Two distinct groups of extracellular receptors that are common in animals are G-protein-linked receptors and enzyme-linked receptors. G-protein-linked receptors bind extracellular ligand (a messenger) and activate an intracellular trimeric G-protein by stimulating the alpha subunit to bind GTP, in favor of GDP, and dissociate from the beta-gamma subunits. The GTP-bound alpha subunit is active for a period of time and then hydrolyzes the GTP to return to the inactive GDP-bound state. During the period that the G-protein is active, it will trigger the release of second messengers through a variety of mechanisms. Some G-proteins activate adenylyl cyclase to synthesize cAMP. cAMP, in turn, activates the cAMP-dependent kinases. Other G-proteins stimulate phospholipase C, an enzyme that generates InsP3 and diacylglycerol. Diaclyglycerol and calcium activate protein kinase C. InsP3 triggers the opening of InsP3-gated calcium channels in the ER and results in a rapid influx of calcium ions. Calcium ions have multiple effects in a cell. Many of these are mediated by the calcium-binding protein calmodulin, which, in turn, activates other proteins (including the Ca^+2^/calmodulin-dependent kinases).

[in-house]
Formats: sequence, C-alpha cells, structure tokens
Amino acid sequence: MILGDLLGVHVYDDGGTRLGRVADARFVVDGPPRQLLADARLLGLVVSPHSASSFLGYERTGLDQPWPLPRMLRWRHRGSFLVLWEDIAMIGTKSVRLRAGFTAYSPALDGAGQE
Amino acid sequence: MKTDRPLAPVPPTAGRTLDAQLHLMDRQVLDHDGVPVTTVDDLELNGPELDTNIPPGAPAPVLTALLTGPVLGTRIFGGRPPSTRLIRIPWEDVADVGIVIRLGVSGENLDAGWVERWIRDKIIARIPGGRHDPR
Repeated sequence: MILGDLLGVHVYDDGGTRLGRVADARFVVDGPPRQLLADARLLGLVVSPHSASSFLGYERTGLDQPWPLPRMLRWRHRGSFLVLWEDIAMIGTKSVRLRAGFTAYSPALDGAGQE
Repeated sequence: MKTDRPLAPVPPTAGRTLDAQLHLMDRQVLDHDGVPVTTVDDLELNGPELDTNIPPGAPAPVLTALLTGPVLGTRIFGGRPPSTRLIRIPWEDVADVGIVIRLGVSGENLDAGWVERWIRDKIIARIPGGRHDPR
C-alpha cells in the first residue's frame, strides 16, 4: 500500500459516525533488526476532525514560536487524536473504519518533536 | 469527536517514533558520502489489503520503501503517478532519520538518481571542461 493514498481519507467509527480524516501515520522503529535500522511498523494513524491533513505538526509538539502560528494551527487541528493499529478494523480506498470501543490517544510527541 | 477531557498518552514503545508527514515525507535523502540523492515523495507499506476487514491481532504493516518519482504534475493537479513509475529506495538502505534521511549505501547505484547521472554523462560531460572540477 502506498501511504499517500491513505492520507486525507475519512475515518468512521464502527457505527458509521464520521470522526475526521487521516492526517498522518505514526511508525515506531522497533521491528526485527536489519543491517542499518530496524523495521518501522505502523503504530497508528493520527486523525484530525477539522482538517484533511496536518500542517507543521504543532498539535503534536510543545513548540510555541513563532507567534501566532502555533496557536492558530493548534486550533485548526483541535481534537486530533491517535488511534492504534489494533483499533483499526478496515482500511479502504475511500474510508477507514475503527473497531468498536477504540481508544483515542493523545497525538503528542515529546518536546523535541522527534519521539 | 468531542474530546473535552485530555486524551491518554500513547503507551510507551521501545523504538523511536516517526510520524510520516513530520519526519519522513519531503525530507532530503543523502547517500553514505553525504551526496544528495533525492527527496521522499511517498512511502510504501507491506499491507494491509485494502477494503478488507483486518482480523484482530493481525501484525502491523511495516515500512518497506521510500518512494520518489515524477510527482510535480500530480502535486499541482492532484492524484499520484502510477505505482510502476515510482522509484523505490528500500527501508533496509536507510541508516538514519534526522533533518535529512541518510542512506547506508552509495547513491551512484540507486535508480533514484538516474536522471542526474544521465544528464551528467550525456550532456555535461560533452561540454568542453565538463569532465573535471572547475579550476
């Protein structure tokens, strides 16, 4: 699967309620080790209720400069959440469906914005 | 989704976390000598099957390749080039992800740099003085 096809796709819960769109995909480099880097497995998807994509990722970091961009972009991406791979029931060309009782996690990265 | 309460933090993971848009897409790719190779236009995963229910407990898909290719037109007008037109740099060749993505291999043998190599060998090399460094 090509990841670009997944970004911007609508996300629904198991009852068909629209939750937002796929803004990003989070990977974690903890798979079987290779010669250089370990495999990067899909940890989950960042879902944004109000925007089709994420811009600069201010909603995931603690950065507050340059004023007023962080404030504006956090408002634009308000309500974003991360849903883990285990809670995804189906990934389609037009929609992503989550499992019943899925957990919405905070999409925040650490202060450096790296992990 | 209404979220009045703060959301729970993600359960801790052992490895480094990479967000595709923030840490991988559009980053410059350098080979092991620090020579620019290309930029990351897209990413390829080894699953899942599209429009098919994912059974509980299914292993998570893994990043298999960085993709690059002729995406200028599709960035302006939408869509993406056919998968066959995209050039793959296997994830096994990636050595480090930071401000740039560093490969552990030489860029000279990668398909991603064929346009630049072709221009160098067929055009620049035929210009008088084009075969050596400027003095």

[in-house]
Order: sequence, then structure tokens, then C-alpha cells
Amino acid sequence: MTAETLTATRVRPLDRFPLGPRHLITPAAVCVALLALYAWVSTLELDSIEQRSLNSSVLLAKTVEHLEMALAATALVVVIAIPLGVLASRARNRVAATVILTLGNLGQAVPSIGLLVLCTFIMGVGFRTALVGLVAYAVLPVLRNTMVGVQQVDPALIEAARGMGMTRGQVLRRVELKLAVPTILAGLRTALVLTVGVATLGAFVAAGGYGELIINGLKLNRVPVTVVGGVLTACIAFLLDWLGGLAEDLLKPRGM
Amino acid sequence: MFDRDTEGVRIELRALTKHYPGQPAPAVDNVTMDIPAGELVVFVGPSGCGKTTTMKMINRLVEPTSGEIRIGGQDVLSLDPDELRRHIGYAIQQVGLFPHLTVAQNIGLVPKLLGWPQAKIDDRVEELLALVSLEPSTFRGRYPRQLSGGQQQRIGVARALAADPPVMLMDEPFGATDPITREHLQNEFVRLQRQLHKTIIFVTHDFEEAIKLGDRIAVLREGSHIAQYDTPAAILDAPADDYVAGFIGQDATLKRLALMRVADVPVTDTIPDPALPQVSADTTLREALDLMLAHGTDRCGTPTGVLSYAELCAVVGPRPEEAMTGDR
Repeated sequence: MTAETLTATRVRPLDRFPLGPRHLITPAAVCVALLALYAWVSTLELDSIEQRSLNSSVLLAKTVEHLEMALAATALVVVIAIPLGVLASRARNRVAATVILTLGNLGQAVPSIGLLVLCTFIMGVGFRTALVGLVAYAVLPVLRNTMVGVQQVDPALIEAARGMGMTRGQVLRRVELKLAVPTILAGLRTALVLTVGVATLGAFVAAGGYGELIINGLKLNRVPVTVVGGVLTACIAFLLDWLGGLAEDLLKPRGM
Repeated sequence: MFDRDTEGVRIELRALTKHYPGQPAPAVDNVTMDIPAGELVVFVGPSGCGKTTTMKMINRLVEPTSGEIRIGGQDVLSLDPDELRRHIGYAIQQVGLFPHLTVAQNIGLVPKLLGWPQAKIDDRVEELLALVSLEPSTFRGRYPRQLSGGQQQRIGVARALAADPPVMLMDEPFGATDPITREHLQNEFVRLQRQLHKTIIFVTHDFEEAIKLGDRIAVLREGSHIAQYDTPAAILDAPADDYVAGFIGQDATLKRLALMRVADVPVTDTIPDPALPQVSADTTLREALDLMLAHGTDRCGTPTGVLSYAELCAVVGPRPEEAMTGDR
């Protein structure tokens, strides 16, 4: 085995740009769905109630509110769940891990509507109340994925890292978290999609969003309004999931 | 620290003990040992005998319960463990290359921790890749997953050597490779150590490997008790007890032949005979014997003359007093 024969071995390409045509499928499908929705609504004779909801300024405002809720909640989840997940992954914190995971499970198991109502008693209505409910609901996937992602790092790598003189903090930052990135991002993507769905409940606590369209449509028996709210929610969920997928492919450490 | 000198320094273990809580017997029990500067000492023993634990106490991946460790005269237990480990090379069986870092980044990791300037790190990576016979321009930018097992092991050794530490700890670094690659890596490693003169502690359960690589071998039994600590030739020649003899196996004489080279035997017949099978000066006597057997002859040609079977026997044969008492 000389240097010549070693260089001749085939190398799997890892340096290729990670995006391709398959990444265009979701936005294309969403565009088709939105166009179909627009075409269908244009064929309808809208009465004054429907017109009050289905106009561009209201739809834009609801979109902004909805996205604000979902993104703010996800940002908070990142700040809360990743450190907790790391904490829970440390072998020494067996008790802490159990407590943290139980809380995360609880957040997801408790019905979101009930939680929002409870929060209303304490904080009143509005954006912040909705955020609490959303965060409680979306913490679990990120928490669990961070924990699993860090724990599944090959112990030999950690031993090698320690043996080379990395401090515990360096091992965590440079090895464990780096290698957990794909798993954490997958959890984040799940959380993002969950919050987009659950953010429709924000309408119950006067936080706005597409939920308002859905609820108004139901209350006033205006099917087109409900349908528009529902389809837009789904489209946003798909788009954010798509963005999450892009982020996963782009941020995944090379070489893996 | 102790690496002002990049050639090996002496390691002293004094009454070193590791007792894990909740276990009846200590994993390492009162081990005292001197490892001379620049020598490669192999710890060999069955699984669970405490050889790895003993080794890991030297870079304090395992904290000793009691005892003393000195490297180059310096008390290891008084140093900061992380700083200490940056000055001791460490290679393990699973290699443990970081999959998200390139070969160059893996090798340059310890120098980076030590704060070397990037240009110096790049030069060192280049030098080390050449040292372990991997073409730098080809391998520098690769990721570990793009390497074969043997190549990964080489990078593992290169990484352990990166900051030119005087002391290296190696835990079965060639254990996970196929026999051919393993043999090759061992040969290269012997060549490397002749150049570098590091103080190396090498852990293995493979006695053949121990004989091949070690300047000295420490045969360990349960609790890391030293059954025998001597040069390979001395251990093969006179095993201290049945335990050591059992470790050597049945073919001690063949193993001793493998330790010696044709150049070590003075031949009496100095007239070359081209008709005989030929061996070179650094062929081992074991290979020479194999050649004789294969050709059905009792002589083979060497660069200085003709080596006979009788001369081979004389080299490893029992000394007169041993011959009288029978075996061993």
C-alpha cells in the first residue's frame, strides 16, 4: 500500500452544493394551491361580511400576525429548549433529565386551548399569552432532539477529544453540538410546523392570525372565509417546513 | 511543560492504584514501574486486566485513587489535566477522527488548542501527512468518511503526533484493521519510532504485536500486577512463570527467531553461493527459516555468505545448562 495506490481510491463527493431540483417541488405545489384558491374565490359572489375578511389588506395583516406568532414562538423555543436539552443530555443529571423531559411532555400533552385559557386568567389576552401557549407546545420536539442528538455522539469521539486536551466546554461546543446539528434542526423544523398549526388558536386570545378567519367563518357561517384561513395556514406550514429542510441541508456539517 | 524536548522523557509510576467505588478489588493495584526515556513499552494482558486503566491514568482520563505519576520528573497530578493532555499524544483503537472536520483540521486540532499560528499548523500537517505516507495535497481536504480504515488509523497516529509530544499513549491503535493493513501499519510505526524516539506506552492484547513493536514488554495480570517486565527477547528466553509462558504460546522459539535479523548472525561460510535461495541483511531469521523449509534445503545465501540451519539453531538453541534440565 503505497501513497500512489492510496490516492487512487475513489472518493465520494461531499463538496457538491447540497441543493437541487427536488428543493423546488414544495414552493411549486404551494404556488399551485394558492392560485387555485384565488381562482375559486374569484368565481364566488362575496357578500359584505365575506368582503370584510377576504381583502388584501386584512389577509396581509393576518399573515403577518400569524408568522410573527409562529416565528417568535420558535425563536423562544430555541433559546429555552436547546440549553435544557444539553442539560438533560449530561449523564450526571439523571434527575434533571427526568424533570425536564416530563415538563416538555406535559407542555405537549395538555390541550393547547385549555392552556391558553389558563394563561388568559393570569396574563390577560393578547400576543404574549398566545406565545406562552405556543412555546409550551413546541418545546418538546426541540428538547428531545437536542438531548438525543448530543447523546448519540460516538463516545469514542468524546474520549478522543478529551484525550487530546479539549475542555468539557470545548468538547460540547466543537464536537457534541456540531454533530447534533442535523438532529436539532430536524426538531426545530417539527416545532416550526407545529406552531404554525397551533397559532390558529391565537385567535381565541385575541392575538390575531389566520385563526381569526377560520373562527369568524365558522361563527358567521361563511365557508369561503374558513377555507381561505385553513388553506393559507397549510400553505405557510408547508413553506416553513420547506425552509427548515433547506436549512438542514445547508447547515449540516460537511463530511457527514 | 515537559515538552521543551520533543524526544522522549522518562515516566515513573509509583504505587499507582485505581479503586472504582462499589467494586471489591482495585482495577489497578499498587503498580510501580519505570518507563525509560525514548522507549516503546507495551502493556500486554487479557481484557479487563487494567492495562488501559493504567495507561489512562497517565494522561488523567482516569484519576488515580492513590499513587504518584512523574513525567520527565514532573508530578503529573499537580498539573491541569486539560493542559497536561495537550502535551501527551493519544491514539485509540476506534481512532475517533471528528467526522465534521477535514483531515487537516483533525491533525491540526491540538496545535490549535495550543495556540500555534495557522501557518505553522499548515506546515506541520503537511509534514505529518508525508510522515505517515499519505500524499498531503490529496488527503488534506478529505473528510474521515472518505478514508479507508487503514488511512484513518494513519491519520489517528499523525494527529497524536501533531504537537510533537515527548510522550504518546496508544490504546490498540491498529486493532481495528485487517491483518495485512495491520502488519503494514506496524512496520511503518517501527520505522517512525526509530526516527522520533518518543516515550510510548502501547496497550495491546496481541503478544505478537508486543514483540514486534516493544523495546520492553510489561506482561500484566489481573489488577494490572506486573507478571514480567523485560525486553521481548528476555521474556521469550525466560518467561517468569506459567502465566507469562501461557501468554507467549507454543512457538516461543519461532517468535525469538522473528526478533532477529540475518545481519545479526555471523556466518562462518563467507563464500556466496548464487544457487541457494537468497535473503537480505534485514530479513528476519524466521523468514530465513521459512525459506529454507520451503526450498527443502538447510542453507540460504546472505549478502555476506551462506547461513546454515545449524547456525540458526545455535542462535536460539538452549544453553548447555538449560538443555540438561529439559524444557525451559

Tyrosine kinase receptors bind ligand as a dimer and undergo autophosphorylation of specific tyrosines in the cytoplasmic tails of the proteins. Once phosphorylated, the receptor complex recruits a variety of different signaling molecules. Recruitment is mediated by binding to the phosphotyrosines via a conserved protein domain, the SH2 domain, within the signaling molecules, or within adapter proteins associated with the signaling molecules. Among the proteins recruited to an activated tyrosine kinase receptor is the G-protein Ras. Ras is recruited and activated by the guanine exchange factor SOS, which is itself recruited to the activated receptor by the adapter protein GRB2. Once RAS is delivered to the activated receptor complex, it will activate the MAP kinase cascade, resulting in active MAP kinase that will phosphorylate a variety of transcription factors.
Plants have distinct signaling pathways that share some common features with the signaling pathways in animals. The predominant type of receptor in plants is the serine/threonine kinase receptor. These receptors undergo autophosphorylation when active and recruit other proteins via binding to phosphoserines and phosphothreonines.